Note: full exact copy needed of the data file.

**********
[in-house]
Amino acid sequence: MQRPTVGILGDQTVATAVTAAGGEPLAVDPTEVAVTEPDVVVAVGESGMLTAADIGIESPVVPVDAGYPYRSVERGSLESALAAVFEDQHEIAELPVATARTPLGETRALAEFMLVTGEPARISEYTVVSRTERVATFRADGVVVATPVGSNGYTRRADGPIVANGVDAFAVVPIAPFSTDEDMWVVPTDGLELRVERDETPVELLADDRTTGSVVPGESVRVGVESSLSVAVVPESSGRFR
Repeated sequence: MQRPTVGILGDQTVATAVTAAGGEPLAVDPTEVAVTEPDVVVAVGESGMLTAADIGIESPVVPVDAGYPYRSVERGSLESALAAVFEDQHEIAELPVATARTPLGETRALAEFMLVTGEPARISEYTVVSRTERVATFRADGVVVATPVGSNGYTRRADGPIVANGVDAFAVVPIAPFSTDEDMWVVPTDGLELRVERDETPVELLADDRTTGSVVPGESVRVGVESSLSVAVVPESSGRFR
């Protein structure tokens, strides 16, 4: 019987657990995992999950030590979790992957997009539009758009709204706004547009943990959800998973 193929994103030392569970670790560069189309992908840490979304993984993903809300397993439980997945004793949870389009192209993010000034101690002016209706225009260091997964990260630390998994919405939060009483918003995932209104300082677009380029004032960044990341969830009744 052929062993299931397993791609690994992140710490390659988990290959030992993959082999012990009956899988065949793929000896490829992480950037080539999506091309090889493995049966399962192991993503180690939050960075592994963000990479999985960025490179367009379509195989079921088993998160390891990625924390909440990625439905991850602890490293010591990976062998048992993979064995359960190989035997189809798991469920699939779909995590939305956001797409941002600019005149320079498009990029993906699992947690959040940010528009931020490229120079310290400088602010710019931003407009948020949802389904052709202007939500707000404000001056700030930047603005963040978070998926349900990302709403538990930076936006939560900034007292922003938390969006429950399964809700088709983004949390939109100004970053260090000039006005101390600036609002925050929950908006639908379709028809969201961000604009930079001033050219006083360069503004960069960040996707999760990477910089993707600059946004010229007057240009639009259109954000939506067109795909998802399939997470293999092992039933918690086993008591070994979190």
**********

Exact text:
[in-house]
Amino acid sequence: MQRPTVGILGDQTVATAVTAAGGEPLAVDPTEVAVTEPDVVVAVGESGMLTAADIGIESPVVPVDAGYPYRSVERGSLESALAAVFEDQHEIAELPVATARTPLGETRALAEFMLVTGEPARISEYTVVSRTERVATFRADGVVVATPVGSNGYTRRADGPIVANGVDAFAVVPIAPFSTDEDMWVVPTDGLELRVERDETPVELLADDRTTGSVVPGESVRVGVESSLSVAVVPESSGRFR
Repeated sequence: MQRPTVGILGDQTVATAVTAAGGEPLAVDPTEVAVTEPDVVVAVGESGMLTAADIGIESPVVPVDAGYPYRSVERGSLESALAAVFEDQHEIAELPVATARTPLGETRALAEFMLVTGEPARISEYTVVSRTERVATFRADGVVVATPVGSNGYTRRADGPIVANGVDAFAVVPIAPFSTDEDMWVVPTDGLELRVERDETPVELLADDRTTGSVVPGESVRVGVESSLSVAVVPESSGRFR
């Protein structure tokens, strides 16, 4: 019987657990995992999950030590979790992957997009539009758009709204706004547009943990959800998973 193929994103030392569970670790560069189309992908840490979304993984993903809300397993439980997945004793949870389009192209993010000034101690002016209706225009260091997964990260630390998994919405939060009483918003995932209104300082677009380029004032960044990341969830009744 052929062993299931397993791609690994992140710490390659988990290959030992993959082999012990009956899988065949793929000896490829992480950037080539999506091309090889493995049966399962192991993503180690939050960075592994963000990479999985960025490179367009379509195989079921088993998160390891990625924390909440990625439905991850602890490293010591990976062998048992993979064995359960190989035997189809798991469920699939779909995590939305956001797409941002600019005149320079498009990029993906699992947690959040940010528009931020490229120079310290400088602010710019931003407009948020949802389904052709202007939500707000404000001056700030930047603005963040978070998926349900990302709403538990930076936006939560900034007292922003938390969006429950399964809700088709983004949390939109100004970053260090000039006005101390600036609002925050929950908006639908379709028809969201961000604009930079001033050219006083360069503004960069960040996707999760990477910089993707600059946004010229007057240009639009259109954000939506067109795909998802399939997470293999092992039933918690086993008591070994979190």